Values Processing

Which of these two values is more important among the employees in your organization?

  • Integrity
  • Customer-focus

Yes, you are right: Both of them are important. And comparing these two values is like comparing apples with oranges.

However, thinking about these values, discussing them, and placing them in a priority order makes them more tangible.


Participants identify the highest-priority value among a set of employee values by comparing them two at a time.


To explore the relative importance of different employee values in an organization.


Minimum: 10
Maximum: Any number
Best: 20 to 30


Depends on the number of participants and the number of values being processed. For best results, set aside 30 to 60 minutes.


  • Values cards (see Preparation section below)
  • Countdown Timer
  • Whistle

Room Setup

Set up a Mediator's Area. Place a few chairs in this area and ask the participants not to sit in this area. Explain that you will send mediators to this area later in this activity.


Prepare Values cards. Use the List of Employee Values below. Select one fewer value than the number of participants. Write each selected value on a separate card.


Select a mediator. Randomly select one participant to be the mediator. Ask this person to sit down in one of the chairs in the Mediation Area.

Distribute the Values cards. Give a Values card to each of the other participants.

Explain the goal. Tell the participants that each card contains a value that should guide the employees of the organization. While all these values are important, the goal of this activity is to locate the one highest-priority value that everyone should immediately focus on. Announce a 15-minute time limit for making this selection.

Ask participants to pair up and select. Tell the participants to pair up with each other, show their value cards, briefly talk about them, and decide which value is of higher priority.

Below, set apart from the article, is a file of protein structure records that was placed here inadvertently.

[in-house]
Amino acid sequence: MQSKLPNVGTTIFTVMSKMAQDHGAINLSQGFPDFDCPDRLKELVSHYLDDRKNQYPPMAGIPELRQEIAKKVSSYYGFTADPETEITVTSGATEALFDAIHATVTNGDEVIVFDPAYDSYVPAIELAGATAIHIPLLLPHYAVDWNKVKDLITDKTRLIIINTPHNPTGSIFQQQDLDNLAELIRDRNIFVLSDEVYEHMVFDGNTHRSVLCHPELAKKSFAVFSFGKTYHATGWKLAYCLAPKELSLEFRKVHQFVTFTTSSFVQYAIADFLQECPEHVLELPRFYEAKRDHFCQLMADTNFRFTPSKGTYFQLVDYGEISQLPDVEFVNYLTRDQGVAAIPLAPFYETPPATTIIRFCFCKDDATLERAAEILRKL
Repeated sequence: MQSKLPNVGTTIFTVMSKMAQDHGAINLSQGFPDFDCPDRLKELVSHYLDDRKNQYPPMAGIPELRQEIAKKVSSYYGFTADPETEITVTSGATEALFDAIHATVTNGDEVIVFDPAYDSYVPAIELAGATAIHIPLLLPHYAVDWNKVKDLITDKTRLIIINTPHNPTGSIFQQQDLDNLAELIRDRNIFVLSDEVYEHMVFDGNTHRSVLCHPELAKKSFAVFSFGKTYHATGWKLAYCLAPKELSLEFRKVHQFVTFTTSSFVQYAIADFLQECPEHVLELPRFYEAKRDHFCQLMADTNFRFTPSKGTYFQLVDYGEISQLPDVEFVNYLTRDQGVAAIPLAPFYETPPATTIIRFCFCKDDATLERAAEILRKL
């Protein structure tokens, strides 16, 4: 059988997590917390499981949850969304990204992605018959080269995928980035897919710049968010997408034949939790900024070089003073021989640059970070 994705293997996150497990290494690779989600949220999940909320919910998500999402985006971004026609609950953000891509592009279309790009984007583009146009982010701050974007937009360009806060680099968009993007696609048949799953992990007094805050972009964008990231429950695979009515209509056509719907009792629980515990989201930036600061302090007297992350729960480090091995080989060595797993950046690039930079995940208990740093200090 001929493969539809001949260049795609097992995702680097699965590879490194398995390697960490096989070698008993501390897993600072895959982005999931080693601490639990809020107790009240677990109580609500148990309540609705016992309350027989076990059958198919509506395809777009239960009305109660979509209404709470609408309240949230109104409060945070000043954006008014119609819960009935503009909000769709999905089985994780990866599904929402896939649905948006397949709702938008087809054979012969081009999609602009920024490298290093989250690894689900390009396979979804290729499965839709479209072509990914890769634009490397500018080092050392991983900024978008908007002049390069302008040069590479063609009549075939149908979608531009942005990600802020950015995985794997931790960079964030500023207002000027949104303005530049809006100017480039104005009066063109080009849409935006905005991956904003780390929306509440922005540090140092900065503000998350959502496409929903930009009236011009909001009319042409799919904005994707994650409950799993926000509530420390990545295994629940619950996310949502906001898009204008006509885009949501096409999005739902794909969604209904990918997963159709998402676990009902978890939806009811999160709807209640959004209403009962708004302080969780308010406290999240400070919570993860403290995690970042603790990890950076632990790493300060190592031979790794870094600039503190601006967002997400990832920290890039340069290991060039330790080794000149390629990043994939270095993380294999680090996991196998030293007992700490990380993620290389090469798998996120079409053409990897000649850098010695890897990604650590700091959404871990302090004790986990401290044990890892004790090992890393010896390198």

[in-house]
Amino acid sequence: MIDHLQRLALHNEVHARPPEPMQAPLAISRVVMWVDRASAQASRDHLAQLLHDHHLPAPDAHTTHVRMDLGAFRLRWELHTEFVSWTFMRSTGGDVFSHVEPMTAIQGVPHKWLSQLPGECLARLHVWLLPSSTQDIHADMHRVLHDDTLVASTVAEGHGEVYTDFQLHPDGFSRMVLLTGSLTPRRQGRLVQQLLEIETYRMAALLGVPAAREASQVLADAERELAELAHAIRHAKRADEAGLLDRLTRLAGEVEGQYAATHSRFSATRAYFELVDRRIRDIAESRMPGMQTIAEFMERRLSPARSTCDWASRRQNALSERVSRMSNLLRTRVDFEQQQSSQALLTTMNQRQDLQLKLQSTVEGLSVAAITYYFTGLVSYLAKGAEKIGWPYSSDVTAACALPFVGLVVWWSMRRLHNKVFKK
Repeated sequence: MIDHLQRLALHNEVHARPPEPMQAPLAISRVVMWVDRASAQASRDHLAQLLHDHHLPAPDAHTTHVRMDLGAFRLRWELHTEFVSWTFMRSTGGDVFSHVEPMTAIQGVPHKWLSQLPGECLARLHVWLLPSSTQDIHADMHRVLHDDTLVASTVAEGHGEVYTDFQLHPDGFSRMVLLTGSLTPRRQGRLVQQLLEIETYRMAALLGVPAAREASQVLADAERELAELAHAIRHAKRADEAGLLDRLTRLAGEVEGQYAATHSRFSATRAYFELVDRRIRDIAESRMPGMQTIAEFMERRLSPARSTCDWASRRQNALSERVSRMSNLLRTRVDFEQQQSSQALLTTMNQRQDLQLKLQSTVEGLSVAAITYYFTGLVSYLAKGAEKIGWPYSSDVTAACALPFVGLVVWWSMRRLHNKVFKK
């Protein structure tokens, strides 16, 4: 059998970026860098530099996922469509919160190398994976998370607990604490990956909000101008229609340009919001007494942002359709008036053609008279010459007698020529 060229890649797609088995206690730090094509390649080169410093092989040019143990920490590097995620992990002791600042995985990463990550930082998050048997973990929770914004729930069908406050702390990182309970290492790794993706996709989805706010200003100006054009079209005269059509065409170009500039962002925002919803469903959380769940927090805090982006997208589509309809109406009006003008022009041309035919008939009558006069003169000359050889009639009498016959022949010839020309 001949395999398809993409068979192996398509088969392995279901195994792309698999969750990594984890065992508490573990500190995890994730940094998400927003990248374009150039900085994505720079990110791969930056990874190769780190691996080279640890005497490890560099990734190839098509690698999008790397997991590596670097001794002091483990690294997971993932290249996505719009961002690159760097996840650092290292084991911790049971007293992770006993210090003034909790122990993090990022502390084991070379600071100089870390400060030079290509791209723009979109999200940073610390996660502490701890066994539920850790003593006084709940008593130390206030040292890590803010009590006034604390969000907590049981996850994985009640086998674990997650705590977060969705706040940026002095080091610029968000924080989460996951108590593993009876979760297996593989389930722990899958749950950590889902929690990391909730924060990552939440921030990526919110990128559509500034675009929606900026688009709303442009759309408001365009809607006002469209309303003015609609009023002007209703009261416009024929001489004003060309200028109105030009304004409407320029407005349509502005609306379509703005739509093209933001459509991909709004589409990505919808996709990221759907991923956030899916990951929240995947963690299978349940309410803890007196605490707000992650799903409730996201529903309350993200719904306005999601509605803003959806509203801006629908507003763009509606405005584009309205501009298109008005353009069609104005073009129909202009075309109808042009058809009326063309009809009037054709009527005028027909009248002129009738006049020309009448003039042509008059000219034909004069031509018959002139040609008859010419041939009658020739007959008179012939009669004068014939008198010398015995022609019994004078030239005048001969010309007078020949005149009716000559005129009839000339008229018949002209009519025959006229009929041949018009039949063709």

Explain what to do after the selection. The participant who had the value card that was not selected should give this card to the facilitator. He or she should then go to the Mediator's Area. The other participant should return to the main play area with his or her card and pair up with someone else and repeat the selection process.

Explain how mediation works. If a pair of participants could not decide which value has higher priority, they should go to a mediator. Both participants should take turns to briefly present their argument to the mediator. This mediator should listen to arguments, ask questions, and decide which value should receive higher priority.

Explain what happens after the mediation. The two participants who presented their cases should give their cards to the mediator and sit down in the Mediator's Area. The mediator should give the lower-priority value to the facilitator and go to the main play area with the higher priority value and pair up with any available participant.

Continue the selection process. Ask the participants with value cards to repeatedly pair up with new partners and continue the decision-making process.

Conclude the session. If at any time during the activity, there is only one player with a value card, announce the end of the activity. Read the value on the card and declare it to be the highest priority value.

If there is more than one person with a value card at the end of 15 minutes, blow the whistle and get everyone's attention. Ask the participants with value cards to stand at different parts of the room and read the value on the card. Ask the rest of the participants to cluster around the person with the value that they consider to be of the highest priority. Identify the value with the majority of the participants and declare it to be the highest priority item.


Focus on the selected value. Acknowledge that there are several important values. Explain that you are going to focus on the one value that was given the highest priority. Ask and discuss the following types of questions:

  1. What are the benefits of implementing this value?
  2. How would you rate the current level of implementation of this value among our employees?
  3. What would happen if this value is ignored or violated?
  4. How can we incorporate this value in our everyday activities in the workplace?
  5. How can we increase the awareness and acceptance of this value among all employees?


Want to change the focus? Instead of exploring employee values, you may explore organizational values (such as protecting the environment, being a responsible corporate citizen, and paying your share of taxes).